And apropos to today: Who will build (and fight for!) a Plum Village in Port-au-Prince, Haiti.
(PS: My understanding of Zizek is based on “Tarrying with the Negative”, “Parallax View”, “Violence”, and “In Defense of Lost Causes”)
We continue our discussion with Shambhala acharya, Judith Simmer-Brown, about how we can strategically invest in American Buddhism so that it survives in the long-term. We explored the first three areas of importance in-depth in part 1, which included the translation of core texts, the development of a monastic lineage, and the appointment of dharma heirs.
In this part of the discussion we flesh out the details of the fourth area, which is royal patronage. Judith speaks about how, given a lack of that kind of support, most dharma teachers and organizations turn whole-heartedly to the market to sustain them. And with that come all sort of issues–including the pursuit of fame and fortune. We finish the discussion, going back to the question of whether we’ll be able to develop a monastic community in the West, and why that’s important to the healthy development of Buddhism in America.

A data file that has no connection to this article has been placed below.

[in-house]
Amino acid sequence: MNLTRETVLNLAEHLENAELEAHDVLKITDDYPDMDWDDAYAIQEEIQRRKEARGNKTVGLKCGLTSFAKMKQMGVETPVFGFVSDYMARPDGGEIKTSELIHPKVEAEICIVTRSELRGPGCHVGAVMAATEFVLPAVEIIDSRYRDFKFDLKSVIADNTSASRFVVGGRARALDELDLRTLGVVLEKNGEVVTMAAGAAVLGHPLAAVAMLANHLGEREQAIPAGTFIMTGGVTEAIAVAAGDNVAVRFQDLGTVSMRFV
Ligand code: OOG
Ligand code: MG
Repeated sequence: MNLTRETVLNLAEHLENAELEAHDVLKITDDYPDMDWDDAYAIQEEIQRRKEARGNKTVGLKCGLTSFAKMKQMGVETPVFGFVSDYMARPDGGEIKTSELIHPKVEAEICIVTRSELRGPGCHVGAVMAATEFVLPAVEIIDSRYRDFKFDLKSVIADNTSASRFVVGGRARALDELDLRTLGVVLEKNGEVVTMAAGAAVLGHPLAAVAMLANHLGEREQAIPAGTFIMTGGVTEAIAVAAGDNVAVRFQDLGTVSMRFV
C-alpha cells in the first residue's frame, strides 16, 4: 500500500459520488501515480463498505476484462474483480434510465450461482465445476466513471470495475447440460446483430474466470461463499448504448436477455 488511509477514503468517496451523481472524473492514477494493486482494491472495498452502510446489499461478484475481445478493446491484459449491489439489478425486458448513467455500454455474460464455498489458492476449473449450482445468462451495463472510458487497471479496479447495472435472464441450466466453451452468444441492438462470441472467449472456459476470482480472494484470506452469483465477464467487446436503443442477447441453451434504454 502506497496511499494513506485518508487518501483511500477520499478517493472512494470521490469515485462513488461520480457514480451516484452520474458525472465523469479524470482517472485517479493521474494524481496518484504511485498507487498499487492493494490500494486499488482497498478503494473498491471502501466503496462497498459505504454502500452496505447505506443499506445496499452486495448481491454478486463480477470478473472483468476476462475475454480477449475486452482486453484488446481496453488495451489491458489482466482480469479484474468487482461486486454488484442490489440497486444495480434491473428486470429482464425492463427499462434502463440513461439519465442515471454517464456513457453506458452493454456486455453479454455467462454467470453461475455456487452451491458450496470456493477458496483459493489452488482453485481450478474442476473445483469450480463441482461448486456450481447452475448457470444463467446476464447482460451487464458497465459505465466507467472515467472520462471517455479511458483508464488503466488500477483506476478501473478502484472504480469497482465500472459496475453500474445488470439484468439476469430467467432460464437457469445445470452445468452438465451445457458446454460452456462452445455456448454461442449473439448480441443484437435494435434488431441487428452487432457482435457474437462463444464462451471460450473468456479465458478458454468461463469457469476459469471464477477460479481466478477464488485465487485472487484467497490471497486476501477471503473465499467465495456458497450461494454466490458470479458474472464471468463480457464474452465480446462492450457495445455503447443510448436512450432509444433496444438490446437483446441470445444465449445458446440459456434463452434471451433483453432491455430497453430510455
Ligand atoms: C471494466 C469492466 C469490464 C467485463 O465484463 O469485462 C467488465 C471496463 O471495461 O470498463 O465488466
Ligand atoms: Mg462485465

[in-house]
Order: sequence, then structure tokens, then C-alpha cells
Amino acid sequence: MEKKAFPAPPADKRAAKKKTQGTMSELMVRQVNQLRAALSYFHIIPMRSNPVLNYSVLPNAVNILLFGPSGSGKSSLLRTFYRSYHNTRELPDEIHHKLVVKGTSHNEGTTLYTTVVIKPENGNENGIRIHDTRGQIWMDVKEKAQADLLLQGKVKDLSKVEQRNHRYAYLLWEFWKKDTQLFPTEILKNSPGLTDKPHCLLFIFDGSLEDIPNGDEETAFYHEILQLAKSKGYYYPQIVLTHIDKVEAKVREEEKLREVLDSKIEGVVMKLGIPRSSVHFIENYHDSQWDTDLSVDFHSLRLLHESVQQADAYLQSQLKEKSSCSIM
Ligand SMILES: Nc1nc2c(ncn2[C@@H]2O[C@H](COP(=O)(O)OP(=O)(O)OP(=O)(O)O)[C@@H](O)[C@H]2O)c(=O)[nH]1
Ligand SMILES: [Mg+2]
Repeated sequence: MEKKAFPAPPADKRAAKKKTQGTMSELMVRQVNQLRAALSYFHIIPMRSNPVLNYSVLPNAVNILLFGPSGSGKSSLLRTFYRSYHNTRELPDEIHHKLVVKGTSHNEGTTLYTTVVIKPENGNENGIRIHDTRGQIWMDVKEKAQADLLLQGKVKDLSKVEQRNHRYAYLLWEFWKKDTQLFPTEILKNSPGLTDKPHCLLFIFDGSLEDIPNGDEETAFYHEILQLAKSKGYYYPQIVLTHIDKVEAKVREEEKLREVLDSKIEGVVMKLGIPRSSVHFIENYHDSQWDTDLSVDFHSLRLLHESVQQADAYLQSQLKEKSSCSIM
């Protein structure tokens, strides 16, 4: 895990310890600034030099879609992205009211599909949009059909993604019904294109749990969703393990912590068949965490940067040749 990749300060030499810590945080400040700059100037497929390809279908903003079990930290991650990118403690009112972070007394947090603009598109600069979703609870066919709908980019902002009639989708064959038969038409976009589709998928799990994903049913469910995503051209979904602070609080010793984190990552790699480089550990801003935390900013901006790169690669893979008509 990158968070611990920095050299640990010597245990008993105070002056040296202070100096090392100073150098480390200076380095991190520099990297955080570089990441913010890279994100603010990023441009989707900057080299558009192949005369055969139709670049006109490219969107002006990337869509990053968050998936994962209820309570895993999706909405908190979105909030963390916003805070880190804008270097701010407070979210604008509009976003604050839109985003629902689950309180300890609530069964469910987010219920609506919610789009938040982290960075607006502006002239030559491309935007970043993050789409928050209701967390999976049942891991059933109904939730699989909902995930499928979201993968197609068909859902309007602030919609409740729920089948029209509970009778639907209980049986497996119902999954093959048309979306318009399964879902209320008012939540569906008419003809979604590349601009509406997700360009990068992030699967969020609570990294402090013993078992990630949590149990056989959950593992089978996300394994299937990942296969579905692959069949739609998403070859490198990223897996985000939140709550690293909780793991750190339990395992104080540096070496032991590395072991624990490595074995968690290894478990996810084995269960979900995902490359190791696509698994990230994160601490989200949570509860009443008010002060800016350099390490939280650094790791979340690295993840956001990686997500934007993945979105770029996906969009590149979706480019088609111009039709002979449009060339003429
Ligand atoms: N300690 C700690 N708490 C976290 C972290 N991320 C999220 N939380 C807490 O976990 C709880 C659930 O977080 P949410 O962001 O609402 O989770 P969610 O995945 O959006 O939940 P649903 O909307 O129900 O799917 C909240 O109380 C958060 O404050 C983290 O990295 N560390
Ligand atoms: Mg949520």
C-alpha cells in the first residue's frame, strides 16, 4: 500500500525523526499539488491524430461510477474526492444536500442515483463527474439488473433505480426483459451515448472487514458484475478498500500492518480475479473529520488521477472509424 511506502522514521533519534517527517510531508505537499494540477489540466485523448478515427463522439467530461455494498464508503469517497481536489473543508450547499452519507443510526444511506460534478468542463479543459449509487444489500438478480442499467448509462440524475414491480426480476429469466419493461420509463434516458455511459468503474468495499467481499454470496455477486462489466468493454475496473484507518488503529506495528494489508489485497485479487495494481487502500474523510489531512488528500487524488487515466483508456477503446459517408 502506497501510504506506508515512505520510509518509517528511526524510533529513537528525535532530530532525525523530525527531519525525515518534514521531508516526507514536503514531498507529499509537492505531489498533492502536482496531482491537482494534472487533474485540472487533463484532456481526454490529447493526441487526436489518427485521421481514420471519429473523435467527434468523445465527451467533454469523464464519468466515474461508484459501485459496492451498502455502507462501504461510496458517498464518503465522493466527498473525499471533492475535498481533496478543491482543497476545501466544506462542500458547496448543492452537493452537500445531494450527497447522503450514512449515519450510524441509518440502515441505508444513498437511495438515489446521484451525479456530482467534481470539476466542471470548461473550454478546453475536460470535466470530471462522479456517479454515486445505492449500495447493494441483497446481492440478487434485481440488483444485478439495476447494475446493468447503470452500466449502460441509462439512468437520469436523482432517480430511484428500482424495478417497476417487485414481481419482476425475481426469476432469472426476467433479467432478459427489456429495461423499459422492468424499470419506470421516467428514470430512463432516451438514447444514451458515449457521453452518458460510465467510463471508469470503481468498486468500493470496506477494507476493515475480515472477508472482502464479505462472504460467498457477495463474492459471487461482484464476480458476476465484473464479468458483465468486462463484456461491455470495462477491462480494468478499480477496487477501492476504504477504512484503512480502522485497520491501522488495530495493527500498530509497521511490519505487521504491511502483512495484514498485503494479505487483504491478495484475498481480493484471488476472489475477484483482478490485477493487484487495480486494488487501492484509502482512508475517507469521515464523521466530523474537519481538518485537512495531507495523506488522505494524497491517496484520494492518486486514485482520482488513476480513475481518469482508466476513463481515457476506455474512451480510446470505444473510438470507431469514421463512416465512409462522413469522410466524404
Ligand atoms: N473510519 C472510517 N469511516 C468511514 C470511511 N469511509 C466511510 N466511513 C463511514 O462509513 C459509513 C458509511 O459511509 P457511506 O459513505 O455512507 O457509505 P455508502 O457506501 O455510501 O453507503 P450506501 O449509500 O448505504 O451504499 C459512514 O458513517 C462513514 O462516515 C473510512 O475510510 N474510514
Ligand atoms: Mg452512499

What better than a Buddhist Church Inc. to supplement the post-modern feudal order? I mean, Nazi Germany was nominally Christian, right? Stalin’s Soviet Union was still haunted by the big Other. What about nationalism is consonant with a vision of universal liberation?
From Zizek’s recent appearance speaking at “Marxism 2009″:
“The whole wager of communist revolutionary is: you can make State work against itself.”